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ON THIS DAY – July 29, 1976

Three men who battered an older man to death in the course of “teaching him a lesson” were each found guilty of murder by a Criminal Court jury. Mr Justice Jenkinson sentenced each of the three to be imprisoned for the term of his natural life. They were Mr Allan Raymond Robinson, 33, invalid pensioner, of Fitzroy, Mr Kenneth Graeme Wright, 19, labourer, of Richmond, and Mr Paul Maurice Stanton, 28, assistant manager, of Abbotsford. All had pleaded not guilty to a charge of having murdered Mr Sydney Thomas Crowe, also known as Mr Peter Johnson, 54, labourer, of Collingwood, on July 29 last year.

 

photo of Kenneth Graeme Wright

Ellen Matthews of Collingwood, Victoria, Australia lost the uses of her voice in an accident – recovered it 7 1/2 years later. Strangely she began speaking with a Scottish accent.

ON THIS DAY – July 11, 1936

WOMAN FOR TRIAL – Intent to Murder Charge 

On a charge of having shot at Mrs J Florence Mackinlay at Clifton Hill, on July 11, with intent to murder, Emily Willmott, married, of Collingwood, to-day was committed for trial. Police evidence was to the effect thatn on the night of July 11, as Mrs. Mackinkay was leaving the accused after a meeting in a park, she was shot in the back. Mrs. Ada Wills alleged that Mrs. Willmott informed her on July 12 that she “‘got Florrie last night.” Witness further alleged that Mrs. Willmott said she did not know whether the bullets hit the woman or not. “I hid to laugh when I looked back and saw Florrie staggering down the path.” she was alleged to have added.

On this day …….. 25th of June 1875

In the obituary notices in The Argus newspaper, it appeared the death of a person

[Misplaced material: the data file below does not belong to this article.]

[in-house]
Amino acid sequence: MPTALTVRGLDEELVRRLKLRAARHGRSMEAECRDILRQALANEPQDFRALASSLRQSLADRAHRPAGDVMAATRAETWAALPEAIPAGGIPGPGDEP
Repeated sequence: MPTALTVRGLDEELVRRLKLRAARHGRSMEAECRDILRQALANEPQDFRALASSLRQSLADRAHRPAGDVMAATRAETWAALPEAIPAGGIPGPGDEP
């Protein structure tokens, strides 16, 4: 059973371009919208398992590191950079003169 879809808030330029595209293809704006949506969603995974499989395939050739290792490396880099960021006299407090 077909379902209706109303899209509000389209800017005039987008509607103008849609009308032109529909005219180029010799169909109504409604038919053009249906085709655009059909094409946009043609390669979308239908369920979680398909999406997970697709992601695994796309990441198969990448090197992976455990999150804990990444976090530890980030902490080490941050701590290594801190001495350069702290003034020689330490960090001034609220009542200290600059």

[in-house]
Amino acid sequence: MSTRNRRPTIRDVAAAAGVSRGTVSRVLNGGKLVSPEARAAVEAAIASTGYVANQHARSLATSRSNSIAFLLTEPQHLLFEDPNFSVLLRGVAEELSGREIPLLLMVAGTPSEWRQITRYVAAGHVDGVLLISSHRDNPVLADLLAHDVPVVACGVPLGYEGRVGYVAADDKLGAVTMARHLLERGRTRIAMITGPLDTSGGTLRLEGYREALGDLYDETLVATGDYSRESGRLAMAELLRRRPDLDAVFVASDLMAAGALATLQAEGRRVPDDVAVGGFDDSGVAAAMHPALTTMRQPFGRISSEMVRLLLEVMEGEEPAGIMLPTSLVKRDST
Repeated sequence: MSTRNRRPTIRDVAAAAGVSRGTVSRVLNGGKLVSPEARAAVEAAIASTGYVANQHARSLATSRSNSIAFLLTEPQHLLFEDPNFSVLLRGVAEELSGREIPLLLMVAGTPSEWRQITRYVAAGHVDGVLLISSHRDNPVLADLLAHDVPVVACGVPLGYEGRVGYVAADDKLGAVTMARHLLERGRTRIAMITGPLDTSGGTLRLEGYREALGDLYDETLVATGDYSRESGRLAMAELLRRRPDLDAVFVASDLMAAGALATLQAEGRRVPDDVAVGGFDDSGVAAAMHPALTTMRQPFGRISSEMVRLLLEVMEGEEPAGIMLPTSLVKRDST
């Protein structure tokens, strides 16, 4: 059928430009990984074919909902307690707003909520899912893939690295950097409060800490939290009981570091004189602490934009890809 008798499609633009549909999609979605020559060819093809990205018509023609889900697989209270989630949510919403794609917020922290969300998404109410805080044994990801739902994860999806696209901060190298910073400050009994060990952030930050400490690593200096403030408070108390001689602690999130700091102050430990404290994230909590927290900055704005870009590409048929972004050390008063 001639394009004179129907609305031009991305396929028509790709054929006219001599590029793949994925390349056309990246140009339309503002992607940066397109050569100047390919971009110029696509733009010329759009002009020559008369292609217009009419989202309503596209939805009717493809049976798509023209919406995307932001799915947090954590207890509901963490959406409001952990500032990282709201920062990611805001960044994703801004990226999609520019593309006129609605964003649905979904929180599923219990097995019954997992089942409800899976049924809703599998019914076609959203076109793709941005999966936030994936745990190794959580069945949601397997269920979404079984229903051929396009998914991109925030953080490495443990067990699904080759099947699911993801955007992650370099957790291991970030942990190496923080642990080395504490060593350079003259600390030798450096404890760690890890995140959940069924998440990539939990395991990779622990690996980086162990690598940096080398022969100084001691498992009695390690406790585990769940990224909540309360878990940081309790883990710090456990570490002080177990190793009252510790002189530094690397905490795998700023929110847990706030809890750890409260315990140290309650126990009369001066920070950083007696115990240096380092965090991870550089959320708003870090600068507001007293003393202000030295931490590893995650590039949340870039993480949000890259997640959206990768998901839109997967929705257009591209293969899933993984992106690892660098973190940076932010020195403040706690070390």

named Elizabeth Wickets, at the great age of 103 years. She was a native of Paisley, in Scotland, but at an early age went to Lancashire, where she was
employed as a cotton-weaver. At the time when steam power looms were introduced there was a great uprising of the ignorant weavers, who thought they would lose their employment, and Wickets, who was then a remarkably tall and strong young woman, joined in the disturbances and destroying of looms, and for this, with many others, was transported to Tasmania. In that colony she married a man named John Wickets, who was her second husband, and about the time of the gold fever, the pair came over to this colony of Victoria. The man was a gipsy, and earned a living as a travelling tinker and conjuror. He was very clever at legerdemain, and was well known in Melbourne and Collingwood as “Jack the
Conjuror ” His wife used to accompany him in all his rambles, and when either had
taken a little too much drink, the other would wheel him or her in a barrow
to a hut in which they resided in what was then bush, but now forms the outskirts of Collingwood. About eight years ago “Jack ‘ received a sunstroke while on a journey up country, and returned to Melbourne, where he died in the hospital. The wife, who was now getting infirm, went into the Benevolent Asylum, but could not rest there, because, as she said, her old man’s last words to her were that she should not
allow herself to be beholden to the “pariah,” and leaving the institution, she went to
Sergeant Pewtress, whose duties had made him acquainted with her, and through his good offices she was brought under the notice of Mr Sturt, P M , who allowed her a pension of 2s a week She received some aid from the Ladies’ Benevolent Society, and was provided with lodgings in Collingwood by a family who had known her in Tasmania, and thus her last days were passed in comfort. Her age was computed from accounts she had given of the minor historical facts she remembered, and the calculation agreed with her own statements. Elizabeth was born in 1772.